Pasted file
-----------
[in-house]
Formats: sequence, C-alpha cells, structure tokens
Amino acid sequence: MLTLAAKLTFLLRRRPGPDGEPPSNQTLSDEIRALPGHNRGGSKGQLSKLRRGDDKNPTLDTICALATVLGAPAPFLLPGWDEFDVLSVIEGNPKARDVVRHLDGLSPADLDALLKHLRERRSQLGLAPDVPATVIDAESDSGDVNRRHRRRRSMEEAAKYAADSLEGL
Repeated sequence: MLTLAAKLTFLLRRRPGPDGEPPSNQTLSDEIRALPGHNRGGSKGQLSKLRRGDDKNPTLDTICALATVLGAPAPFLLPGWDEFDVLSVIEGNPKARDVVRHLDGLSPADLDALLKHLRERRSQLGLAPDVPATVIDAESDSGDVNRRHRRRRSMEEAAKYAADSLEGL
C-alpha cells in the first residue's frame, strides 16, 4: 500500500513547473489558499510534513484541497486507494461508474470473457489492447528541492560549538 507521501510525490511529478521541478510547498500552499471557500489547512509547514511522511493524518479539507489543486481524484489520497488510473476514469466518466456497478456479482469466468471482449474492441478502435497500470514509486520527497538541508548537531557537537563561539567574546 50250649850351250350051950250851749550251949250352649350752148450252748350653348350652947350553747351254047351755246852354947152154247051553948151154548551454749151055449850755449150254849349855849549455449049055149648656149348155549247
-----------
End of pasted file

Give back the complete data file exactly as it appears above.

[in-house]
Formats: sequence, C-alpha cells, structure tokens
Amino acid sequence: MLTLAAKLTFLLRRRPGPDGEPPSNQTLSDEIRALPGHNRGGSKGQLSKLRRGDDKNPTLDTICALATVLGAPAPFLLPGWDEFDVLSVIEGNPKARDVVRHLDGLSPADLDALLKHLRERRSQLGLAPDVPATVIDAESDSGDVNRRHRRRRSMEEAAKYAADSLEGL
Repeated sequence: MLTLAAKLTFLLRRRPGPDGEPPSNQTLSDEIRALPGHNRGGSKGQLSKLRRGDDKNPTLDTICALATVLGAPAPFLLPGWDEFDVLSVIEGNPKARDVVRHLDGLSPADLDALLKHLRERRSQLGLAPDVPATVIDAESDSGDVNRRHRRRRSMEEAAKYAADSLEGL
C-alpha cells in the first residue's frame, strides 16, 4: 500500500513547473489558499510534513484541497486507494461508474470473457489492447528541492560549538 507521501510525490511529478521541478510547498500552499471557500489547512509547514511522511493524518479539507489543486481524484489520497488510473476514469466518466456497478456479482469466468471482449474492441478502435497500470514509486520527497538541508548537531557537537563561539567574546 50250649850351250350051950250851749550251949250352649350752148450252748350653348350652947350553747351254047351755246852354947152154247051553948151154548551454749151055449850755449150254849349855849549455449049055149648656149348155549247